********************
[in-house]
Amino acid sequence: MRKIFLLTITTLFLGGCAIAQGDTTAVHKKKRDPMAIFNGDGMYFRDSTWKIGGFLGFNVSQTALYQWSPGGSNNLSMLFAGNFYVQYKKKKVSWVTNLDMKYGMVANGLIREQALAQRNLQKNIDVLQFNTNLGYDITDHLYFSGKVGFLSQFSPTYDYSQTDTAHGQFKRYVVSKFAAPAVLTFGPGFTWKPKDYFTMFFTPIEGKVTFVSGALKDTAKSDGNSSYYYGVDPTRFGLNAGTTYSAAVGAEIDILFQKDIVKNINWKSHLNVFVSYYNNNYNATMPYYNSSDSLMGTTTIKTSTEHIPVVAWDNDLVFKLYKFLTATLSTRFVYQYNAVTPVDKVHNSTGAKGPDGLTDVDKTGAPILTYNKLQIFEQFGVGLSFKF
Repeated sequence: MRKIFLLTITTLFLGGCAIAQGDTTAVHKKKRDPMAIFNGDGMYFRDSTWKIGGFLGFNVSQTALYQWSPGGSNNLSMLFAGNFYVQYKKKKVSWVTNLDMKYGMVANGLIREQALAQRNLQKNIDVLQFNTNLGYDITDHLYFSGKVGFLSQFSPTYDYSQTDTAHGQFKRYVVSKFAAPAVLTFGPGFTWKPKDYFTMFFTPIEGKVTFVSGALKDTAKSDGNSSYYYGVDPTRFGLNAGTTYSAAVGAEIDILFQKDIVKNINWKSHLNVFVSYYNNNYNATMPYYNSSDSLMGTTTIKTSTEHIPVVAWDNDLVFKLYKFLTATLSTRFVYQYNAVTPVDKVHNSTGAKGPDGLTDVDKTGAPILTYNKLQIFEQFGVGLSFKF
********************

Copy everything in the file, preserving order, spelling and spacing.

[in-house]
Amino acid sequence: MRKIFLLTITTLFLGGCAIAQGDTTAVHKKKRDPMAIFNGDGMYFRDSTWKIGGFLGFNVSQTALYQWSPGGSNNLSMLFAGNFYVQYKKKKVSWVTNLDMKYGMVANGLIREQALAQRNLQKNIDVLQFNTNLGYDITDHLYFSGKVGFLSQFSPTYDYSQTDTAHGQFKRYVVSKFAAPAVLTFGPGFTWKPKDYFTMFFTPIEGKVTFVSGALKDTAKSDGNSSYYYGVDPTRFGLNAGTTYSAAVGAEIDILFQKDIVKNINWKSHLNVFVSYYNNNYNATMPYYNSSDSLMGTTTIKTSTEHIPVVAWDNDLVFKLYKFLTATLSTRFVYQYNAVTPVDKVHNSTGAKGPDGLTDVDKTGAPILTYNKLQIFEQFGVGLSFKF
Repeated sequence: MRKIFLLTITTLFLGGCAIAQGDTTAVHKKKRDPMAIFNGDGMYFRDSTWKIGGFLGFNVSQTALYQWSPGGSNNLSMLFAGNFYVQYKKKKVSWVTNLDMKYGMVANGLIREQALAQRNLQKNIDVLQFNTNLGYDITDHLYFSGKVGFLSQFSPTYDYSQTDTAHGQFKRYVVSKFAAPAVLTFGPGFTWKPKDYFTMFFTPIEGKVTFVSGALKDTAKSDGNSSYYYGVDPTRFGLNAGTTYSAAVGAEIDILFQKDIVKNINWKSHLNVFVSYYNNNYNATMPYYNSSDSLMGTTTIKTSTEHIPVVAWDNDLVFKLYKFLTATLSTRFVYQYNAVTPVDKVHNSTGAKGPDGLTDVDKTGAPILTYNKLQIFEQFGVGLSFKF